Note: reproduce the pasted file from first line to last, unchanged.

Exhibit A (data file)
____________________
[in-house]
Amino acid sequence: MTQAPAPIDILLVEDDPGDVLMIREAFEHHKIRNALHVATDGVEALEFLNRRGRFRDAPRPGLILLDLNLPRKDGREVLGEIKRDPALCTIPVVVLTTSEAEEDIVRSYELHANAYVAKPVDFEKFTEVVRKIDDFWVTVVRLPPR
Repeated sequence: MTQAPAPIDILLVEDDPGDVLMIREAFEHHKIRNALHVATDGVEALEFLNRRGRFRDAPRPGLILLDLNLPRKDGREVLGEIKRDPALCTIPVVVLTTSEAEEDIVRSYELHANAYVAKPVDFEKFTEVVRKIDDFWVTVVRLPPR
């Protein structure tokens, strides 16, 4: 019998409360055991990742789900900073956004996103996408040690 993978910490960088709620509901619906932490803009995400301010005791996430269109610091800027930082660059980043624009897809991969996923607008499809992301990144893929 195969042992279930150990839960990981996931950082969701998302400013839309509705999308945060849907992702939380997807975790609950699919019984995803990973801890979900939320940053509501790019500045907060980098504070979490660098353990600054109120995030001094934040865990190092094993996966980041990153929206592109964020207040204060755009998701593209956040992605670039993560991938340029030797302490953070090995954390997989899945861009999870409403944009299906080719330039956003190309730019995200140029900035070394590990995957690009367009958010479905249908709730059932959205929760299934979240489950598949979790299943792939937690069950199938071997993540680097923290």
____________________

[in-house]
Amino acid sequence: MTQAPAPIDILLVEDDPGDVLMIREAFEHHKIRNALHVATDGVEALEFLNRRGRFRDAPRPGLILLDLNLPRKDGREVLGEIKRDPALCTIPVVVLTTSEAEEDIVRSYELHANAYVAKPVDFEKFTEVVRKIDDFWVTVVRLPPR
Repeated sequence: MTQAPAPIDILLVEDDPGDVLMIREAFEHHKIRNALHVATDGVEALEFLNRRGRFRDAPRPGLILLDLNLPRKDGREVLGEIKRDPALCTIPVVVLTTSEAEEDIVRSYELHANAYVAKPVDFEKFTEVVRKIDDFWVTVVRLPPR
């Protein structure tokens, strides 16, 4: 019998409360055991990742789900900073956004996103996408040690 993978910490960088709620509901619906932490803009995400301010005791996430269109610091800027930082660059980043624009897809991969996923607008499809992301990144893929 195969042992279930150990839960990981996931950082969701998302400013839309509705999308945060849907992702939380997807975790609950699919019984995803990973801890979900939320940053509501790019500045907060980098504070979490660098353990600054109120995030001094934040865990190092094993996966980041990153929206592109964020207040204060755009998701593209956040992605670039993560991938340029030797302490953070090995954390997989899945861009999870409403944009299906080719330039956003190309730019995200140029900035070394590990995957690009367009958010479905249908709730059932959205929760299934979240489950598949979790299943792939937690069950199938071997993540680097923290």